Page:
NEW YORK, USA — The cannabis industry has gained tremendous momentum throughout the past few years due to worldwide efforts to promote legalization. More and more countries are understanding the therapeutic benefits of cannabis, and therefore debunking common misconceptions surrounding the product.
Globally, cannabis is predominantly being adopted for medical applications, while the recreational market is heavily prevalent within the North American region. Moreover, some countries have decided to decriminalize recreational use, meaning that the consumption of cannabis in moderate amounts will result in a fine rather than jail time.
The remarkable growth of the cannabis industry has now allowed it to compete against major international industries. To put it into perspective, in the US, the cannabis industry now rivals large corporations such as McDonalds and Netflix, according to data published by Marijuana Business Factbook.
By the end of 2019, Marijuana business projects that sales of legal cannabis in the US could eclipse those of firearms and ammunition.
To note, a significant portion of the US cannabis revenue is derived from recreational sales. For instance, states such as Colorado, California, Nevada, and Washington collectively deliver over billions of dollars in legal sales annually. However, medical cannabis is much more broadly available and accessible than recreational cannabis. Nonetheless, it is the large consumer base in legal recreational markets that is aggressively accelerating the global cannabis market.
According to data compiled by Ameri Research, the global legal marijuana market was valued at USD$14.3 billion in 2016. By 2024, legal marijuana global sales are projected to reach USD$ 63.5 billion while exhibiting a CAGR of 21.1 percent from 2017 to 2024.
As more regions move towards legalization, businesses and federal officials are tasked with meeting consumer demand.
Last year, Canada fully legalized cannabis use, which allowed consumers to freely use cannabis for both medical and recreational purposes. During the first weeks of legalization, businesses witnessed their supplies deplete rapidly and struggled to meet the surge of orders.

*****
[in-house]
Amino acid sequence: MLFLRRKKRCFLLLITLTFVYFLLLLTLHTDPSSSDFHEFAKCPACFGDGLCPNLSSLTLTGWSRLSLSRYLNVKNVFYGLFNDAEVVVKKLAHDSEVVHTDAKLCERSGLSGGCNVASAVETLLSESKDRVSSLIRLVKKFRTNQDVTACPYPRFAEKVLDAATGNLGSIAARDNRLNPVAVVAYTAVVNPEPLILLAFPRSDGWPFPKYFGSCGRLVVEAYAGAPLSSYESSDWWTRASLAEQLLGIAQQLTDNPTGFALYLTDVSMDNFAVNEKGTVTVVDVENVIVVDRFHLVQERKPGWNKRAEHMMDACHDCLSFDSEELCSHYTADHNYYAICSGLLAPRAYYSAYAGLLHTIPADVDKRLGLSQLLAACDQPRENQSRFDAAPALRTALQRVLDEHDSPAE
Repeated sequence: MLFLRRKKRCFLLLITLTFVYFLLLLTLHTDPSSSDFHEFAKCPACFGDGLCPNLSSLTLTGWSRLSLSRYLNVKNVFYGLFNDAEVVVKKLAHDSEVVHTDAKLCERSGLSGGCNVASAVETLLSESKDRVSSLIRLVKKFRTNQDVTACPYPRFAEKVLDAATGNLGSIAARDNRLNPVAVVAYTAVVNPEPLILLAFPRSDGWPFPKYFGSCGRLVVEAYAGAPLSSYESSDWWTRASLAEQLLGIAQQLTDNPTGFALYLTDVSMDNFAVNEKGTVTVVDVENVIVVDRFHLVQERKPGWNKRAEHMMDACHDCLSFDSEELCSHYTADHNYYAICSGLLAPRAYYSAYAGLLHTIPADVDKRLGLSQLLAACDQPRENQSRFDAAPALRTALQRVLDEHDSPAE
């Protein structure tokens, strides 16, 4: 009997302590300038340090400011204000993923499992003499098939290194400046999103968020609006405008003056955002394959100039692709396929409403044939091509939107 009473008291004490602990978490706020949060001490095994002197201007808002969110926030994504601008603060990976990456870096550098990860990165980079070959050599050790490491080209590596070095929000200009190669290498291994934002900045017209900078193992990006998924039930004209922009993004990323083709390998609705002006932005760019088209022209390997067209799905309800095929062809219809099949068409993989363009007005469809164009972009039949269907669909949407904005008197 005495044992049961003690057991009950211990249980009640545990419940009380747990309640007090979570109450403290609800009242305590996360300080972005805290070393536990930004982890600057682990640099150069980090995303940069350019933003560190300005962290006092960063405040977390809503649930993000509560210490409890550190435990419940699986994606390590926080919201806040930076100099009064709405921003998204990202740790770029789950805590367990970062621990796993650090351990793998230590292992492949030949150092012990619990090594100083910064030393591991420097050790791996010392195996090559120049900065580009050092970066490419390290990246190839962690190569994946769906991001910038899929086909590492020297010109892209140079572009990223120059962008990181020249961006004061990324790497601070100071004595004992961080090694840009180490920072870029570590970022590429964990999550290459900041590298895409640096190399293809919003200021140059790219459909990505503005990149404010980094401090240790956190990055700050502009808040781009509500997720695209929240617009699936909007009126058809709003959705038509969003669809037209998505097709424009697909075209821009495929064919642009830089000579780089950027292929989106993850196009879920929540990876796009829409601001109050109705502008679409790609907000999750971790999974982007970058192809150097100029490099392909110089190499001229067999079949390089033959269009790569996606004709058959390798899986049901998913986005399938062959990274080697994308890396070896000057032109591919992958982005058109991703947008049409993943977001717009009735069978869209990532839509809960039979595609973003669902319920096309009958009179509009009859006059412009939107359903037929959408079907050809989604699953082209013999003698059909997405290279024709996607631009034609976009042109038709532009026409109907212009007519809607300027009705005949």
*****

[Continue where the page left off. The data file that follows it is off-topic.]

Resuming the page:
As a result, Canada witnessed a nationwide cannabis shortage. The shortage was primarily a result of restrictions and regulatory guidelines imposed by the Canadian federal government. Specifically, the Canadian government curtailed cultivation amounts as well as limited cultivation licenses.
However, once the industry began to ramp up, Canadian provinces began to issue more licenses to operators. Many companies that have received cultivation licenses were geared towards large scale cultivation in order to meet consumer demands. While large companies can meet the overall consumer demands through mass production, the quality of cannabis products is severely lacking, which deters avid users.
Consequently, smaller cultivators have decided to focus more on quality control rather than mass production. A handful of small cultivators have engaged in “craft cannabis,” which is the artisanal profession of creating premium cannabis strains. Compared to large-scale cultivators, smaller operators tend to engage in a more natural and organic process by avoiding the use of artificial byproducts such as pesticides.
Additionally, craft cultivators also hand trim plants in order to maintain the cannabinoid content within the buds. The extensive effort craft cultivators undergo ultimately produces top-shelf quality, which can compete against large cultivators that mass produce products. “Nothing evokes passionate debate in the cannabis community like the threat of big business taking over.
The arguments against big marijuana fill the internet. The heartfelt plea to preserve small farms is echoed throughout the US, Canada, and Jamaica,” said Michael Camplin, sales manager for GGS Structures.
“The real reason craft cannabis will never die, is human beings want choice. We all want freedom of choice in our lives. This is the foundation that many of today’s cannabis farmers started on, and this is the essential human spirit.”